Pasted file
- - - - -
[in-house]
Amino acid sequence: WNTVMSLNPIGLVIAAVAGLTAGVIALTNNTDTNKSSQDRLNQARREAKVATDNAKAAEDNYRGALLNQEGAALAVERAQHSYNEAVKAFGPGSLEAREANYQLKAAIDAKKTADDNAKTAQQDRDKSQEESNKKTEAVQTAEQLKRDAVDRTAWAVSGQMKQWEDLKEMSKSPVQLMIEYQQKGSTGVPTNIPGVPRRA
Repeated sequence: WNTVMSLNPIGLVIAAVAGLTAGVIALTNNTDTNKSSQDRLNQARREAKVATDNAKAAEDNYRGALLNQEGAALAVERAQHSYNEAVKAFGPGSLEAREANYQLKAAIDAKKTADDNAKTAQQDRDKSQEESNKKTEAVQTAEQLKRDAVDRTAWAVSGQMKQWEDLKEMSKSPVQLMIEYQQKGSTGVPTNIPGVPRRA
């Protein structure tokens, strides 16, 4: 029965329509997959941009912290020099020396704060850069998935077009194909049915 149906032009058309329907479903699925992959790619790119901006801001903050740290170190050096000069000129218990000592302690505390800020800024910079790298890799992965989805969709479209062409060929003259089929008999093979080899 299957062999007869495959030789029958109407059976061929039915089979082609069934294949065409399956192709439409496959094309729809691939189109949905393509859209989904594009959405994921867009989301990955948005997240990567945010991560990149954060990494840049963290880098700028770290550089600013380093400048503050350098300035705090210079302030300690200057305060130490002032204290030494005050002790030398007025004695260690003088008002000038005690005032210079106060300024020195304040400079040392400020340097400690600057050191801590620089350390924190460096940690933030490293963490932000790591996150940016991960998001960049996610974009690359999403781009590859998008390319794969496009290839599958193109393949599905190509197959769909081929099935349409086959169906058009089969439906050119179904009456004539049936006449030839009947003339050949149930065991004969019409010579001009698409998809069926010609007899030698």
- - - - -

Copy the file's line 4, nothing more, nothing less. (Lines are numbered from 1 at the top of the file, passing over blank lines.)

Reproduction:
């Protein structure tokens, strides 16, 4: 029965329509997959941009912290020099020396704060850069998935077009194909049915 149906032009058309329907479903699925992959790619790119901006801001903050740290170190050096000069000129218990000592302690505390800020800024910079790298890799992965989805969709479209062409060929003259089929008999093979080899 299957062999007869495959030789029958109407059976061929039915089979082609069934294949065409399956192709439409496959094309729809691939189109949905393509859209989904594009959405994921867009989301990955948005997240990567945010991560990149954060990494840049963290880098700028770290550089600013380093400048503050350098300035705090210079302030300690200057305060130490002032204290030494005050002790030398007025004695260690003088008002000038005690005032210079106060300024020195304040400079040392400020340097400690600057050191801590620089350390924190460096940690933030490293963490932000790591996150940016991960998001960049996610974009690359999403781009590859998008390319794969496009290839599958193109393949599905190509197959769909081929099935349409086959169906058009089969439906050119179904009456004539049936006449030839009947003339050949149930065991004969019409010579001009698409998809069926010609007899030698």